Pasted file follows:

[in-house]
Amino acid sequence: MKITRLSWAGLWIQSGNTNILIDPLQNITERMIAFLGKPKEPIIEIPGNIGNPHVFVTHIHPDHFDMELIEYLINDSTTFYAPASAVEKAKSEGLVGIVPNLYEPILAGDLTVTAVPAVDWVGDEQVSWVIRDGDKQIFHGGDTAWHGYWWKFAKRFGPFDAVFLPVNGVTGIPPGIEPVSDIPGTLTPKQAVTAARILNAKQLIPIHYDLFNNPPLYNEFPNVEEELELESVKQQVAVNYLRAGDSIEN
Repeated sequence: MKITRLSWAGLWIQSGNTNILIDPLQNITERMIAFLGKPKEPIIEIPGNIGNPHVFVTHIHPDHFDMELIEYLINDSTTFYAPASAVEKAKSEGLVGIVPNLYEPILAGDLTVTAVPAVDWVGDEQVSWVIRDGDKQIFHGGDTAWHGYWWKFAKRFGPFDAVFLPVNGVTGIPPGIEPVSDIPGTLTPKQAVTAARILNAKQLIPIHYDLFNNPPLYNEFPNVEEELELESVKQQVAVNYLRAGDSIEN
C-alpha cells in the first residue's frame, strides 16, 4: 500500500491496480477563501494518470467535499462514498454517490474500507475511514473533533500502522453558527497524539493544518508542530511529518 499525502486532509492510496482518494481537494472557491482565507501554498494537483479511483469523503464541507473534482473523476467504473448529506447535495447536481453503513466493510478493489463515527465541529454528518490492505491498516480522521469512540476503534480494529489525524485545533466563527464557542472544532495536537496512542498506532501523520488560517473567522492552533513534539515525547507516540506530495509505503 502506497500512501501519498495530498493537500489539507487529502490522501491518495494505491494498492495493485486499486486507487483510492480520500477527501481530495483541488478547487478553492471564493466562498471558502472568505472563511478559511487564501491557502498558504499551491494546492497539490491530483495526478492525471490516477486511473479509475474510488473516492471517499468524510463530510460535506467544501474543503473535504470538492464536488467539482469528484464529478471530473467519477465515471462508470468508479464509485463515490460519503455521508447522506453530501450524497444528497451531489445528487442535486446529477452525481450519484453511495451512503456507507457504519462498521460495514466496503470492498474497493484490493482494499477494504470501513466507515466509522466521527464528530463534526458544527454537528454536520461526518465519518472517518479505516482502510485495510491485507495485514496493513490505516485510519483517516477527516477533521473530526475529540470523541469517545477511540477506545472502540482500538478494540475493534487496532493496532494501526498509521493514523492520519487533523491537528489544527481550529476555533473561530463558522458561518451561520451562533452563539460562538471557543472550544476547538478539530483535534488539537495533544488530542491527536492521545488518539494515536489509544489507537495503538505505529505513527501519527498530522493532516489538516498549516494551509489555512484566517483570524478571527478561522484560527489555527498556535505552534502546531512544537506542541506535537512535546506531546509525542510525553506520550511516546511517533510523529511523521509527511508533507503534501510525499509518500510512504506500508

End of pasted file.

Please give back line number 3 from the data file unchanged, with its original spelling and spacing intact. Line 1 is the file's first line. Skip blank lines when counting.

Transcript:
Repeated sequence: MKITRLSWAGLWIQSGNTNILIDPLQNITERMIAFLGKPKEPIIEIPGNIGNPHVFVTHIHPDHFDMELIEYLINDSTTFYAPASAVEKAKSEGLVGIVPNLYEPILAGDLTVTAVPAVDWVGDEQVSWVIRDGDKQIFHGGDTAWHGYWWKFAKRFGPFDAVFLPVNGVTGIPPGIEPVSDIPGTLTPKQAVTAARILNAKQLIPIHYDLFNNPPLYNEFPNVEEELELESVKQQVAVNYLRAGDSIEN